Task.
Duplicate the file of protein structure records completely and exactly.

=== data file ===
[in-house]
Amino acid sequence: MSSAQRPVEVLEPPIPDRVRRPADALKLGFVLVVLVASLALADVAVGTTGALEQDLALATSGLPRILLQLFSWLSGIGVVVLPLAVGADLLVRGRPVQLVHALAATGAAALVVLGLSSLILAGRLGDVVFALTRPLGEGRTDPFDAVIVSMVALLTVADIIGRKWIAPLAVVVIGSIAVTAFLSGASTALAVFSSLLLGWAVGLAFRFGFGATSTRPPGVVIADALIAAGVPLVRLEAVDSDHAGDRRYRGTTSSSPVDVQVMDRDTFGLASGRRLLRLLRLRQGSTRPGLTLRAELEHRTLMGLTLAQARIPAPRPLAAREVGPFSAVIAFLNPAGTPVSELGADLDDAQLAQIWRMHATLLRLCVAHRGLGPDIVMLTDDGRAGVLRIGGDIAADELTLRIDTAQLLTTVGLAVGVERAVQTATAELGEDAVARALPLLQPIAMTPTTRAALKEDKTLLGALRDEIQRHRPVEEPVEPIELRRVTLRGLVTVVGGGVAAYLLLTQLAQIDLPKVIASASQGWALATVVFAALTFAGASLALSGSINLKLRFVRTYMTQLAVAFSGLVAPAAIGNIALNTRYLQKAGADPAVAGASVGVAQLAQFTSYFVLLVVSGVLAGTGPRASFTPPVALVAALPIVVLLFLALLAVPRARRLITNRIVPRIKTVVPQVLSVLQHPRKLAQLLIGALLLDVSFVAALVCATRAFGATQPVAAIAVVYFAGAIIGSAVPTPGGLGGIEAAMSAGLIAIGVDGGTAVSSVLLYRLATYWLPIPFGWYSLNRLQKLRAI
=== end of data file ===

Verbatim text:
[in-house]
Amino acid sequence: MSSAQRPVEVLEPPIPDRVRRPADALKLGFVLVVLVASLALADVAVGTTGALEQDLALATSGLPRILLQLFSWLSGIGVVVLPLAVGADLLVRGRPVQLVHALAATGAAALVVLGLSSLILAGRLGDVVFALTRPLGEGRTDPFDAVIVSMVALLTVADIIGRKWIAPLAVVVIGSIAVTAFLSGASTALAVFSSLLLGWAVGLAFRFGFGATSTRPPGVVIADALIAAGVPLVRLEAVDSDHAGDRRYRGTTSSSPVDVQVMDRDTFGLASGRRLLRLLRLRQGSTRPGLTLRAELEHRTLMGLTLAQARIPAPRPLAAREVGPFSAVIAFLNPAGTPVSELGADLDDAQLAQIWRMHATLLRLCVAHRGLGPDIVMLTDDGRAGVLRIGGDIAADELTLRIDTAQLLTTVGLAVGVERAVQTATAELGEDAVARALPLLQPIAMTPTTRAALKEDKTLLGALRDEIQRHRPVEEPVEPIELRRVTLRGLVTVVGGGVAAYLLLTQLAQIDLPKVIASASQGWALATVVFAALTFAGASLALSGSINLKLRFVRTYMTQLAVAFSGLVAPAAIGNIALNTRYLQKAGADPAVAGASVGVAQLAQFTSYFVLLVVSGVLAGTGPRASFTPPVALVAALPIVVLLFLALLAVPRARRLITNRIVPRIKTVVPQVLSVLQHPRKLAQLLIGALLLDVSFVAALVCATRAFGATQPVAAIAVVYFAGAIIGSAVPTPGGLGGIEAAMSAGLIAIGVDGGTAVSSVLLYRLATYWLPIPFGWYSLNRLQKLRAI